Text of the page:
Metropolitan’s 15th annual Solar Cup™ gives high school students hands-on
lessons in water resources, alternative energy development and sustainability
WHAT: More than 700 students from 43 Southern California high school teams to race solar-powered boats they built over the past six months. The event culminates an education program sponsored by the Metropolitan Water District of Southern California through which students learn how to apply the math, science and engineering lessons they’ve learned in the classroom to the real world challenge of building the fastest solar-powered boat possible. After completing qualifying races, the boats compete in two 90-minute endurance heats around a 1.6 kilometer course and two 200-meter sprint race.
Note: Student teams are putting the final touches on their boats and will test them in the water in various locations this weekend and next week. See attached sheet for a list of schools and call for testing details and to arrange coverage before May 19.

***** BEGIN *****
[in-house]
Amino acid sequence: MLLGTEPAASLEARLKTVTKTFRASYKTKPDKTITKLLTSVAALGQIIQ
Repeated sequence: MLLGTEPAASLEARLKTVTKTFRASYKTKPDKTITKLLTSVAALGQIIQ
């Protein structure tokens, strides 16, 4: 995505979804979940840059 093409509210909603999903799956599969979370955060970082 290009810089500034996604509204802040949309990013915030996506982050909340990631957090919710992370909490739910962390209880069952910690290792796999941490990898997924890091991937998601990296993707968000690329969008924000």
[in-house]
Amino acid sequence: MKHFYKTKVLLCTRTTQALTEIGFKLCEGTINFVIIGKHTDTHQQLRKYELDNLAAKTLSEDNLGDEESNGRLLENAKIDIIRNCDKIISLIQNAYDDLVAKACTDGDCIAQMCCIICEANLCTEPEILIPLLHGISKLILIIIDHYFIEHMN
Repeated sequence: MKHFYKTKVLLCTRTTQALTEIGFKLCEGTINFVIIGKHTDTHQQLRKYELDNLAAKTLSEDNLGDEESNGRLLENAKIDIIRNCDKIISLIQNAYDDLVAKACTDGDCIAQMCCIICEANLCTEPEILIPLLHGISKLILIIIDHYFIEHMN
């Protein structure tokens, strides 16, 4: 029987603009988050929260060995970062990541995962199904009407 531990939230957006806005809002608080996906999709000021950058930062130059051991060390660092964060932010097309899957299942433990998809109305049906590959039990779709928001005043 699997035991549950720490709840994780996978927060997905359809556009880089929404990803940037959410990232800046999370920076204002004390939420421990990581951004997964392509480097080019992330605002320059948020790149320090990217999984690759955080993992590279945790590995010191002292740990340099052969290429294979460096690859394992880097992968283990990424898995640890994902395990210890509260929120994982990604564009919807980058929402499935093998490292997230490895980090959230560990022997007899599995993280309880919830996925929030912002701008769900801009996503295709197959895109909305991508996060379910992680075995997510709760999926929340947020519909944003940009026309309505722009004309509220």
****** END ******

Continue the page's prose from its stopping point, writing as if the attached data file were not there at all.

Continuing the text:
WHEN: 8 a.m. to 4 p.m., May 19-21
WHERE: Lake Skinner, Temecula Valley. Take Interstate 15 to Rancho California Road at Temecula, go 10 miles northeast to main gate, following signs to site.
VISUALS: Each day of Solar Cup features students, decked out in team shirts and hats, working on, launching and racing solar-powered boats. Media boat is available to take reporters, photographers and television/cable crews onto lake for close-up footage. B-roll footage also is available via FTP site. Competition includes student-produced, 60-second water conservation videos and social media campaigns.
Solar Cup began in 2002 with eight teams and about 80 students. In the 15 years since, it has grown into the nation’s largest solar-powered boat competition. Along the way, more than 10,000 young men and women have participated in Solar Cup competitions, where they’ve learned about water resource management, alternative energy development, and sustainability and been inspired to pursue careers in math, physics, engineering and environmental science.
The Metropolitan Water District of Southern California is a state-established cooperative of 26 cities and water agencies serving nearly 19 million people in six counties. The district imports water from the Colorado River and Northern California to supplement local supplies, and helps its members to develop increased water conservation, recycling, storage and other resource-management programs.